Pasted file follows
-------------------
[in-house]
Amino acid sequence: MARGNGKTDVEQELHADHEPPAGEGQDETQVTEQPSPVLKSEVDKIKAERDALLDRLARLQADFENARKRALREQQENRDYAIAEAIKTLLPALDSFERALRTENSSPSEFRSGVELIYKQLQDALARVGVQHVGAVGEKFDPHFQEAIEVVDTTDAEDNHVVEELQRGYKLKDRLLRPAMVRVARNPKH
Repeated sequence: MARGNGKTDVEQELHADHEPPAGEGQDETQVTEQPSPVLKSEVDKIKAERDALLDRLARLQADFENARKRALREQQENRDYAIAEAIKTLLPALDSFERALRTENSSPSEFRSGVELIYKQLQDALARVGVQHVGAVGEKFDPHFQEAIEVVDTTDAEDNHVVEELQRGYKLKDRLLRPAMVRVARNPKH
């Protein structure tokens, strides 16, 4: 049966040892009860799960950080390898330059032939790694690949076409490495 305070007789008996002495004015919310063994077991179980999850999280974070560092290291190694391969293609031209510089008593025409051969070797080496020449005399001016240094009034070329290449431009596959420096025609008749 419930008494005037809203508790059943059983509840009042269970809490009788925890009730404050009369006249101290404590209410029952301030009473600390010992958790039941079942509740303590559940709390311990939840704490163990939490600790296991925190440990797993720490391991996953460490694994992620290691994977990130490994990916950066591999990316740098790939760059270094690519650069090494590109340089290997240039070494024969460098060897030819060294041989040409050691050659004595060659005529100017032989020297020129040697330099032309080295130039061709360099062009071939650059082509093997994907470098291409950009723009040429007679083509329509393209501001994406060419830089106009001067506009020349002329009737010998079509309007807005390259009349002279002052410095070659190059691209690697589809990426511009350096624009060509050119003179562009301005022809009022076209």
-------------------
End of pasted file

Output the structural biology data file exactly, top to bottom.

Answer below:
[in-house]
Amino acid sequence: MARGNGKTDVEQELHADHEPPAGEGQDETQVTEQPSPVLKSEVDKIKAERDALLDRLARLQADFENARKRALREQQENRDYAIAEAIKTLLPALDSFERALRTENSSPSEFRSGVELIYKQLQDALARVGVQHVGAVGEKFDPHFQEAIEVVDTTDAEDNHVVEELQRGYKLKDRLLRPAMVRVARNPKH
Repeated sequence: MARGNGKTDVEQELHADHEPPAGEGQDETQVTEQPSPVLKSEVDKIKAERDALLDRLARLQADFENARKRALREQQENRDYAIAEAIKTLLPALDSFERALRTENSSPSEFRSGVELIYKQLQDALARVGVQHVGAVGEKFDPHFQEAIEVVDTTDAEDNHVVEELQRGYKLKDRLLRPAMVRVARNPKH
């Protein structure tokens, strides 16, 4: 049966040892009860799960950080390898330059032939790694690949076409490495 305070007789008996002495004015919310063994077991179980999850999280974070560092290291190694391969293609031209510089008593025409051969070797080496020449005399001016240094009034070329290449431009596959420096025609008749 419930008494005037809203508790059943059983509840009042269970809490009788925890009730404050009369006249101290404590209410029952301030009473600390010992958790039941079942509740303590559940709390311990939840704490163990939490600790296991925190440990797993720490391991996953460490694994992620290691994977990130490994990916950066591999990316740098790939760059270094690519650069090494590109340089290997240039070494024969460098060897030819060294041989040409050691050659004595060659005529100017032989020297020129040697330099032309080295130039061709360099062009071939650059082509093997994907470098291409950009723009040429007679083509329509393209501001994406060419830089106009001067506009020349002329009737010998079509309007807005390259009349002279002052410095070659190059691209690697589809990426511009350096624009060509050119003179562009301005022809009022076209």